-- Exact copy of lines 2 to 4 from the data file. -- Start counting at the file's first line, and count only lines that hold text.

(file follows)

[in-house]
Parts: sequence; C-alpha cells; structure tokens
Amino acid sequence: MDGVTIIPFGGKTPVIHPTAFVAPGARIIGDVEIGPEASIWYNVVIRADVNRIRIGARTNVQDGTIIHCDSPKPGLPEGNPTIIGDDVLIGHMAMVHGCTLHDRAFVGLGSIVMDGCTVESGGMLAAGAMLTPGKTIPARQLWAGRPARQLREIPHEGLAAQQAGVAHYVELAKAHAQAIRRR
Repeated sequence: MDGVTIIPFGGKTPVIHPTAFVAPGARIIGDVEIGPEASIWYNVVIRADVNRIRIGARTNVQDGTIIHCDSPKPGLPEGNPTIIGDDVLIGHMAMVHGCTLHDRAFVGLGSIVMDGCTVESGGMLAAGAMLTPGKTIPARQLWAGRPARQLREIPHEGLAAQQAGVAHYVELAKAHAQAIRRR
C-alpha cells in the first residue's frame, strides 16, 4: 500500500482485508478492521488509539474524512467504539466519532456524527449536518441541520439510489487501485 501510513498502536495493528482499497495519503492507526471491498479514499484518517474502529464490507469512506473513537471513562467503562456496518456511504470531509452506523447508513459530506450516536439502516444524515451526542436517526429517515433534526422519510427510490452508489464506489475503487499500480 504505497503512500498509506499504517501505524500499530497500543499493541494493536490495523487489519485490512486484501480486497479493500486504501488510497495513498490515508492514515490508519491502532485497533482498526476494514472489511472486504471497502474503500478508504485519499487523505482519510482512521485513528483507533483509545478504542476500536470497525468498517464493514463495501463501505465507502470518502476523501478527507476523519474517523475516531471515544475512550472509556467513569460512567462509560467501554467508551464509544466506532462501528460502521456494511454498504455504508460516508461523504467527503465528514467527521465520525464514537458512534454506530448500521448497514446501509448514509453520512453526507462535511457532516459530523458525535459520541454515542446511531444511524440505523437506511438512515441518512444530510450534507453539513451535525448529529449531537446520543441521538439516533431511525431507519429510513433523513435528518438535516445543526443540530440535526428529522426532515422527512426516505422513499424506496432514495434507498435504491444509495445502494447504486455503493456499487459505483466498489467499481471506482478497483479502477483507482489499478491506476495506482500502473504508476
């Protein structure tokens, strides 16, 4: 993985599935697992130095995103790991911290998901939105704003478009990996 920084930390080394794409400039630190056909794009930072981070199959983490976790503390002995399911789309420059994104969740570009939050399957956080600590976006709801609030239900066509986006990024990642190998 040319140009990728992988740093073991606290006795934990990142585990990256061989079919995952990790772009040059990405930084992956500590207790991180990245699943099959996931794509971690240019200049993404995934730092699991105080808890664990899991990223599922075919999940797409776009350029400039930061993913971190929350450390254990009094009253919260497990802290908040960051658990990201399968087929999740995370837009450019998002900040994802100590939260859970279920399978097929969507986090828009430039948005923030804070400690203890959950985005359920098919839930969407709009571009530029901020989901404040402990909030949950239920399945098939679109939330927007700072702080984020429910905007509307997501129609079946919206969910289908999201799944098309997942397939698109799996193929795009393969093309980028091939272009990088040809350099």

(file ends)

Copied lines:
Parts: sequence; C-alpha cells; structure tokens
Amino acid sequence: MDGVTIIPFGGKTPVIHPTAFVAPGARIIGDVEIGPEASIWYNVVIRADVNRIRIGARTNVQDGTIIHCDSPKPGLPEGNPTIIGDDVLIGHMAMVHGCTLHDRAFVGLGSIVMDGCTVESGGMLAAGAMLTPGKTIPARQLWAGRPARQLREIPHEGLAAQQAGVAHYVELAKAHAQAIRRR
Repeated sequence: MDGVTIIPFGGKTPVIHPTAFVAPGARIIGDVEIGPEASIWYNVVIRADVNRIRIGARTNVQDGTIIHCDSPKPGLPEGNPTIIGDDVLIGHMAMVHGCTLHDRAFVGLGSIVMDGCTVESGGMLAAGAMLTPGKTIPARQLWAGRPARQLREIPHEGLAAQQAGVAHYVELAKAHAQAIRRR